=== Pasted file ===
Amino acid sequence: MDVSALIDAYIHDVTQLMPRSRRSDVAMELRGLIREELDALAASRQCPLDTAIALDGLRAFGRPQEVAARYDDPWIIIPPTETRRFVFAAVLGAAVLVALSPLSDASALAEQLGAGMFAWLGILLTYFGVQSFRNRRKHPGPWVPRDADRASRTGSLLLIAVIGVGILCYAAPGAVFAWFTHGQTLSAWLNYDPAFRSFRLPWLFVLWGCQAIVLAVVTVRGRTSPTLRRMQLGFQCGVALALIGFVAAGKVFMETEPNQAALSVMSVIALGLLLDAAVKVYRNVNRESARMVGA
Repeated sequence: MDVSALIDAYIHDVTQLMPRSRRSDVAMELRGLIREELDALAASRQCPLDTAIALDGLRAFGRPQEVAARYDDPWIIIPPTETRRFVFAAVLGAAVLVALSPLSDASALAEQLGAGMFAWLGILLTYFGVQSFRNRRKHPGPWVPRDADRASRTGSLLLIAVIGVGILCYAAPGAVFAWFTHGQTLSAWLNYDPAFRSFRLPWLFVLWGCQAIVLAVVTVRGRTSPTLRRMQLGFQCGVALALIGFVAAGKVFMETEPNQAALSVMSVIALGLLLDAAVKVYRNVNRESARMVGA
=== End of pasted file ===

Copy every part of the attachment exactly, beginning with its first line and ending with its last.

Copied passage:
Amino acid sequence: MDVSALIDAYIHDVTQLMPRSRRSDVAMELRGLIREELDALAASRQCPLDTAIALDGLRAFGRPQEVAARYDDPWIIIPPTETRRFVFAAVLGAAVLVALSPLSDASALAEQLGAGMFAWLGILLTYFGVQSFRNRRKHPGPWVPRDADRASRTGSLLLIAVIGVGILCYAAPGAVFAWFTHGQTLSAWLNYDPAFRSFRLPWLFVLWGCQAIVLAVVTVRGRTSPTLRRMQLGFQCGVALALIGFVAAGKVFMETEPNQAALSVMSVIALGLLLDAAVKVYRNVNRESARMVGA
Repeated sequence: MDVSALIDAYIHDVTQLMPRSRRSDVAMELRGLIREELDALAASRQCPLDTAIALDGLRAFGRPQEVAARYDDPWIIIPPTETRRFVFAAVLGAAVLVALSPLSDASALAEQLGAGMFAWLGILLTYFGVQSFRNRRKHPGPWVPRDADRASRTGSLLLIAVIGVGILCYAAPGAVFAWFTHGQTLSAWLNYDPAFRSFRLPWLFVLWGCQAIVLAVVTVRGRTSPTLRRMQLGFQCGVALALIGFVAAGKVFMETEPNQAALSVMSVIALGLLLDAAVKVYRNVNRESARMVGA